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Yuan's weakening not due to manipulation: China Daily editorial | Updated: 2018-10-18 20:15
Compared with the currencies of some emerging economies, the yuan has remained comparatively strong despite its recent weakening. [Photo/VCG]

In what was widely welcomed as a show of restraint by the United States not to exacerbate the frictions with China, the US government did not, as some anticipated, name China as a currency manipulator.

The decision was a slap in the face of those US politicians who have repeatedly accused China of manipulating its currency. But it was also the correct decision, since China does not meet the three criteria set by the US for designating a currency manipulator.

According to the Trade Facilitation and Trade Enforcement Act of 2015, for a US trade partner to be named a currency manipulator it has to have a significant trade surplus with the US, have a material current account surplus at least 3 percent of its GDP, and persistently make one-sided interventions in the foreign exchange market.

Although China does have a large trade surplus with the US, its current account surplus has dropped to less than 2 percent of its GDP from the peak of nearly 10 percent a decade ago after its efforts to reduce its reliance on exports to boost growth.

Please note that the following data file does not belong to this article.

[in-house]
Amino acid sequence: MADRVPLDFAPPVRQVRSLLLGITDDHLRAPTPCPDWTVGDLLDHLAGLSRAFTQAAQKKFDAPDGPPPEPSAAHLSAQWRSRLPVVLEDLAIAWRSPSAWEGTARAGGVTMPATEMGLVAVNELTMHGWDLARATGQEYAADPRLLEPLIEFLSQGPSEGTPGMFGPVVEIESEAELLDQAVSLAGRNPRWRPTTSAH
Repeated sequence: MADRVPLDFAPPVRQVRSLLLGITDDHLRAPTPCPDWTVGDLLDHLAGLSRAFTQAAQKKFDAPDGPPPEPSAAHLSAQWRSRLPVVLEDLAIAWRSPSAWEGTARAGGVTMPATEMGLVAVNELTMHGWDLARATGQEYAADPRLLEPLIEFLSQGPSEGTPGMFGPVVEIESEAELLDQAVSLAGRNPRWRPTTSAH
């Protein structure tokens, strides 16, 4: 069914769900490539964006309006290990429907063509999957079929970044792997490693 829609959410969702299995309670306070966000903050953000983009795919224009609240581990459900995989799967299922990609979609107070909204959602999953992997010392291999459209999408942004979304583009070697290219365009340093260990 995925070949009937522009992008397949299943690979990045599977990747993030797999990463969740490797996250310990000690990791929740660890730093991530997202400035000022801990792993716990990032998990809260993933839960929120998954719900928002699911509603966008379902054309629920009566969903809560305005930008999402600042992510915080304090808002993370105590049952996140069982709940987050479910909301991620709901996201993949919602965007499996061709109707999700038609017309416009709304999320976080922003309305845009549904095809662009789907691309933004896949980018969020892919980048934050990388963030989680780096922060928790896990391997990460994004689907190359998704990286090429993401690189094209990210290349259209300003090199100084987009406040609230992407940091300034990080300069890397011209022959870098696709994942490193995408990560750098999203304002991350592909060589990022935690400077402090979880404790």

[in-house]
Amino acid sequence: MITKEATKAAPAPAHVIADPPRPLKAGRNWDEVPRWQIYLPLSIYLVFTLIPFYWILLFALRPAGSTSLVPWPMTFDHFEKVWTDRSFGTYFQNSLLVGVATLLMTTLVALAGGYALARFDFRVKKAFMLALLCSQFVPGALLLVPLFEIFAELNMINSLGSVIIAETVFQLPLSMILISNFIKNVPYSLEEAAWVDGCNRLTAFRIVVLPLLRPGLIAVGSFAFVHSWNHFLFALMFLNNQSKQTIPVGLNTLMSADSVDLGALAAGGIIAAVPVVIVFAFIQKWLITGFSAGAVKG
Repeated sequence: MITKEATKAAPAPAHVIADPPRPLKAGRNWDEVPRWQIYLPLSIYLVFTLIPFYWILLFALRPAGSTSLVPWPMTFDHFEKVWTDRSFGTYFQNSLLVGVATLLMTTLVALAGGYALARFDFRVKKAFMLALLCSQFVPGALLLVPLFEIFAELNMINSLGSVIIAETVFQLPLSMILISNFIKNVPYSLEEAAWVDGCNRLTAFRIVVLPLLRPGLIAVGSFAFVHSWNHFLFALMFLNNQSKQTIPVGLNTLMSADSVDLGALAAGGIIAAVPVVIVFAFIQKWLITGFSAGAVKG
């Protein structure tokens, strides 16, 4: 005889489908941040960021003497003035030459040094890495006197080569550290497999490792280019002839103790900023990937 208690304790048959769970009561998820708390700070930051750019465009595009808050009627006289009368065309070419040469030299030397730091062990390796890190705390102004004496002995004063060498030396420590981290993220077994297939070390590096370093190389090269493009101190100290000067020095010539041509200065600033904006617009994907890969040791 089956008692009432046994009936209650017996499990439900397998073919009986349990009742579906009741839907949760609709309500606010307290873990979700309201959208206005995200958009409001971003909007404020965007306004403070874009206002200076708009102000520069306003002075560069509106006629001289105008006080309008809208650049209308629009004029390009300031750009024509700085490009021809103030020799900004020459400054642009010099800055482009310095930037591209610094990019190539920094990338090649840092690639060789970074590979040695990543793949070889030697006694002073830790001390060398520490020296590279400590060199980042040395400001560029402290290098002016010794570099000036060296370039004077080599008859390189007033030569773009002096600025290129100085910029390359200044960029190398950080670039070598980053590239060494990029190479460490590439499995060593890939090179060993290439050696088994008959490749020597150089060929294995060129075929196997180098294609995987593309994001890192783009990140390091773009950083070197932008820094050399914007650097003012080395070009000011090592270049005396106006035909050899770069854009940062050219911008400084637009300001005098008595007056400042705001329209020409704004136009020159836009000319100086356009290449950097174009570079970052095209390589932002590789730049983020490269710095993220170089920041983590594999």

And despite the headwinds it faces, China has refrained from driving down the yuan's value in favor of its exporters, and it has maintained a market-oriented exchange rate management regime.

It would be unreasonable to accuse China of manipulating its currency simply because the value of the yuan has fallen against the dollar.

Although the yuan has been weak in recent months — declining by almost 10 percent since April against the dollar — that is not the result of any adjustment by Chinese regulators. Instead, it has been caused by the uncertainties produced by the ongoing China-US trade frictions, the consistent strengthening of the US dollar, and the effect of the interest rate hikes in the US, which have led to capital flight out of the emerging and developing countries, including China.

Compared with the currencies of some emerging economies, the yuan has remained comparatively strong despite its recent weakening.
The yuan's relative strength shows that the Chinese authorities have honored their commitment to allow the market to play a decisive role in deciding the yuan's value and not use its exchange rate as a tool to cope with the China-US trade dispute.

And now that the issue is out of the way, perhaps the two sides can move on to sort out their trade differences.

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